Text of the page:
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1199 Efficacy of bevacizumab versus PARP inhibitors as maintenance therapy after first-line platinum-based chemotherapy for homologous recombination proficient, advanced high-grade ovarian cancer patients: a retrospective study
  1. Elena Giudice1,
  2. Laura Vertechy1,
  3. Giovanni Maria Iannantuono1,
  4. Alessandro Petrecca1,
  5. Viola Ghizzoni1,
  6. Carolina Maria Sassu1,
  7. Raffaella Ergasti1,
  8. Mariagrazia Distefano1,
  9. Vanda Salutari1,
  10. Domenica Lorusso1,2,
  11. Giovanni Scambia1,2,
  12. Anna Fagotti1,2 and
  13. Claudia Marchetti1,2
  1. 1Fondazione Policlinico Universitario ‘A. Gemelli’ IRCCS, Rome, Italy
  2. 2Università Cattolica del Sacro Cuore, Rome, Italy


Introduction/Background Homologous Recombination deficiency (HRd) testing is an essential tool to tailor the maintenance treatment strategy after first-line, platinum-based chemotherapy for advanced high-grade ovarian cancer (aHGOC) patients. Bevacizumab and PARP inhibitors (PARPi) monotherapy are alternative options for the Homologous Recombination proficient (HRp) population. However, there is no direct comparison between the two therapeutic options in previous studies.

Methodology We retrospectively analyzed 84 HRp aHGOC patients (serous/endometrioid) treated with bevacizumab or PARPi as first-line maintenance therapy at Fondazione Policlinico Universitario A. Gemelli, IRCCS. We assessed the efficacy of bevacizumab versus PARPi in terms of progression-free survival (PFS) and overall survival (OS). Median PFS (mPFS) and OS (mOS) were calculated using the Kaplan-Meier method. Cox proportional-hazards model was used to calculate hazard ratio (HR) and 95% confidence intervals (95%CI).

Results Forty-eight HRp aHGOC patients were treated with bevacizumab and 36 with PARPi. No differences were found between the two groups in PFS (mPFS: 13.8 with bevacizumab vs. 14.4 months with PARPi; HR 0.67 [95%CI, 0.40–1.12]; p=0.13) and OS (mOS: 35.2 with bevacizumab vs. 33.1 months with PARPi; HR 0.98 [95%CI, 0.42–2.31]; p>0.9) after a median follow-up of 23.7 months. Considering the high-risk subpopulation (FIGO stage IVB, neoadjuvant chemotherapy, unresectable disease, residual disease at surgery), 32 patients were treated with bevacizumab and 34 with PARPi. No statistically significant differences in PFS (mPFS = 13.8 with bevacizumab vs. 14.4 months with PARPi; HR 0.69 [95%CI 0.39–1.23], p=0.2) and OS (mOS = not reached with bevacizumab vs. 33.1 months with PARPi; HR 0.85 [95%CI 0.27–2.67], p=0.8) were observed.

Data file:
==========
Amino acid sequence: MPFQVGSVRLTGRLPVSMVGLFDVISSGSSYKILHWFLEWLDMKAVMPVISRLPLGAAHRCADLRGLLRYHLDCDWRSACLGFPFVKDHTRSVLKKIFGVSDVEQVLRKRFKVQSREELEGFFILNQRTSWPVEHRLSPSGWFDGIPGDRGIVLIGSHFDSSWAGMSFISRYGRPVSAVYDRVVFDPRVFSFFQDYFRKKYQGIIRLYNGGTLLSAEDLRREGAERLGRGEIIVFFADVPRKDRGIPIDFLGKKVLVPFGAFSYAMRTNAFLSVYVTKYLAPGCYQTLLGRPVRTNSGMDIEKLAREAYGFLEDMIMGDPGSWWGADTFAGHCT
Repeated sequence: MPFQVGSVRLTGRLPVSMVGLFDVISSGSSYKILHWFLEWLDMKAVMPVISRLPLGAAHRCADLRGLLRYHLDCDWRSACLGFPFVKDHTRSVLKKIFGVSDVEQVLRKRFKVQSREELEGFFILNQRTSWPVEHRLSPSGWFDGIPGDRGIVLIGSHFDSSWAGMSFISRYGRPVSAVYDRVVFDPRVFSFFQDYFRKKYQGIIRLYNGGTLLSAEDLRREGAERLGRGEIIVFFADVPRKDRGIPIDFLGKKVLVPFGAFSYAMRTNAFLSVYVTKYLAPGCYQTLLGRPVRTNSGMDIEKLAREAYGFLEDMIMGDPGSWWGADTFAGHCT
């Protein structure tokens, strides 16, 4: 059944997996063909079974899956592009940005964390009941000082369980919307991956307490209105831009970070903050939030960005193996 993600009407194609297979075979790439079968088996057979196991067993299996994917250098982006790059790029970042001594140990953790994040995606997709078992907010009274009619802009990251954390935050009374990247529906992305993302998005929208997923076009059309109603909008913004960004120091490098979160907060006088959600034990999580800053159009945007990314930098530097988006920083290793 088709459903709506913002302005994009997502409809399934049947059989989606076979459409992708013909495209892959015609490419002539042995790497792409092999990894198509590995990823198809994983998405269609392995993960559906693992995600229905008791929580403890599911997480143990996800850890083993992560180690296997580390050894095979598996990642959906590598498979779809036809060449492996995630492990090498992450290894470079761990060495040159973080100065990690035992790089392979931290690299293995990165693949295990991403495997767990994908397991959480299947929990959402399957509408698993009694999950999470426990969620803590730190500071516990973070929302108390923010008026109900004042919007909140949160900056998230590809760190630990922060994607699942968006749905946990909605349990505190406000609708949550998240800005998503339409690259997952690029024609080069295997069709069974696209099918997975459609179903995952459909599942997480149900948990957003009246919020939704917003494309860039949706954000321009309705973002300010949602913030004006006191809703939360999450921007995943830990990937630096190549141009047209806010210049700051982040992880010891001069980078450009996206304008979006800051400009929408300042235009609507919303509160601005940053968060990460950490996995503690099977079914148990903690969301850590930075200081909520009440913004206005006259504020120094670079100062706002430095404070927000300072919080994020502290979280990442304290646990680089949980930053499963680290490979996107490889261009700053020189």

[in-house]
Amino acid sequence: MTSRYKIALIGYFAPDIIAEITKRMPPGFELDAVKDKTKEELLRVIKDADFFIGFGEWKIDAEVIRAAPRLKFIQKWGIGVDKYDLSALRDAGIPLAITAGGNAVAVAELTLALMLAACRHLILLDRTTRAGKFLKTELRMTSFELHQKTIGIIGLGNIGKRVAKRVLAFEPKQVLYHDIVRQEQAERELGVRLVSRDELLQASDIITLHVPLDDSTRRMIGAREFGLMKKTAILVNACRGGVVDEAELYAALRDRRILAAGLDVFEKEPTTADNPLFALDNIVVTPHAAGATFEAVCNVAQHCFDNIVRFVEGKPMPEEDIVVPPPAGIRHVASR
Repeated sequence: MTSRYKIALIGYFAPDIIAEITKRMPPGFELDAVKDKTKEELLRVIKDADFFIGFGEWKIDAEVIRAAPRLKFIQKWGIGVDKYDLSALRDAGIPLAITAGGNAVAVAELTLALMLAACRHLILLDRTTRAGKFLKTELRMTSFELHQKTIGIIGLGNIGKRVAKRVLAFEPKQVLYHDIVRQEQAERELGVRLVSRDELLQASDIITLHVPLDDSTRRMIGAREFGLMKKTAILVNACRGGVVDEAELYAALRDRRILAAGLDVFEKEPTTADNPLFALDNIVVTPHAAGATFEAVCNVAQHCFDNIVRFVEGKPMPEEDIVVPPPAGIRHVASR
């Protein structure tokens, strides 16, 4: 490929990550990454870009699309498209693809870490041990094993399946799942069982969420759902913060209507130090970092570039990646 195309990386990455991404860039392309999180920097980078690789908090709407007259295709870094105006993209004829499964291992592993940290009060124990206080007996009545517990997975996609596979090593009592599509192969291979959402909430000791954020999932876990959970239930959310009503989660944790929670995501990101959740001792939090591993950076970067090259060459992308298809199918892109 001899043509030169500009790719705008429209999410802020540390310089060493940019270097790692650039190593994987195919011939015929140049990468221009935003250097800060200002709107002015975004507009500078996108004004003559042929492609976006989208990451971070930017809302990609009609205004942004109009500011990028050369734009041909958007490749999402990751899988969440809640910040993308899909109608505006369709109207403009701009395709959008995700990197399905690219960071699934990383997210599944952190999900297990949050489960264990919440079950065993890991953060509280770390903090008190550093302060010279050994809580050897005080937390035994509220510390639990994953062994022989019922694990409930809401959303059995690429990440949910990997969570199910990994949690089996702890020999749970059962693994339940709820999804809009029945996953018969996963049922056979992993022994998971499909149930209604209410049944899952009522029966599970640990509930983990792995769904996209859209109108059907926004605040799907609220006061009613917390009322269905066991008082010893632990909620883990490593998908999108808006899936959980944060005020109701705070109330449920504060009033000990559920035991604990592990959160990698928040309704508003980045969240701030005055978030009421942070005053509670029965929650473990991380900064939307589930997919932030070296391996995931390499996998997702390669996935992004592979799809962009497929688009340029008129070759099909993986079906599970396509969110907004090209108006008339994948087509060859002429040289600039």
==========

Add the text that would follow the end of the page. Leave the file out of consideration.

Conclusion No differences in terms of efficacy were found between bevacizumab and PARPi as first-line maintenance treatment for HRp aHGOC patients (both all comers and high-risk sub-population). More robust data are warranted to confirm our findings. In this context, results from the randomized, phase 2, MITO25.1 trial are urgently awaited.

Disclosures V.S. reports Honoraria/consultation fees from AstraZeneca, MSD, GSK, Pharmamar and Novocure. D.L. reports consulting or advisory role at PharmaMar, Merck Serono, Novartis; speakers’ bureau fees from AstraZeneca, Clovis Oncology, PharmaMar, and Tesaro/GSK; research funding (to institution) from Clovis Oncology, Merck, PharmaMar, and Tesaro/GSK; personal financial interest in AstraZeneca, Clovis Oncology, PharmaMar, Roche, and Tesaro/GSK; Honoraria from AstraZeneca, Clovis Oncology, Genmab, Immunogen, Merck, Roche, and Tesaro/GSK; Expert testimony on behalf of Clovis Oncology. G.S. reports Honoraria/consultation fees from Covidien AG, AstraZeneca, MSD, speakers’ bureau fees from Olympus Europa, Baxter Healthcare, Intuitive Surgical Inc., GlaxoSmithKline. A.F. reports Honoraria/consultation fees from Johnson&Johnson, research grants/supports from AstraZeneca, speakers’ bureau fees from Fondazione Interazionale Menarini. C.M. reports Honoraria/consultation fees from AstraZeneca and Pharmamar, research grants/supports from AstraZeneca, Pharmamar, MSD, GSK, and Menarini. E.G, L.V., G.M.I, A.P., V.G., C.M.S., R.E., M.D. have nothing to disclose.

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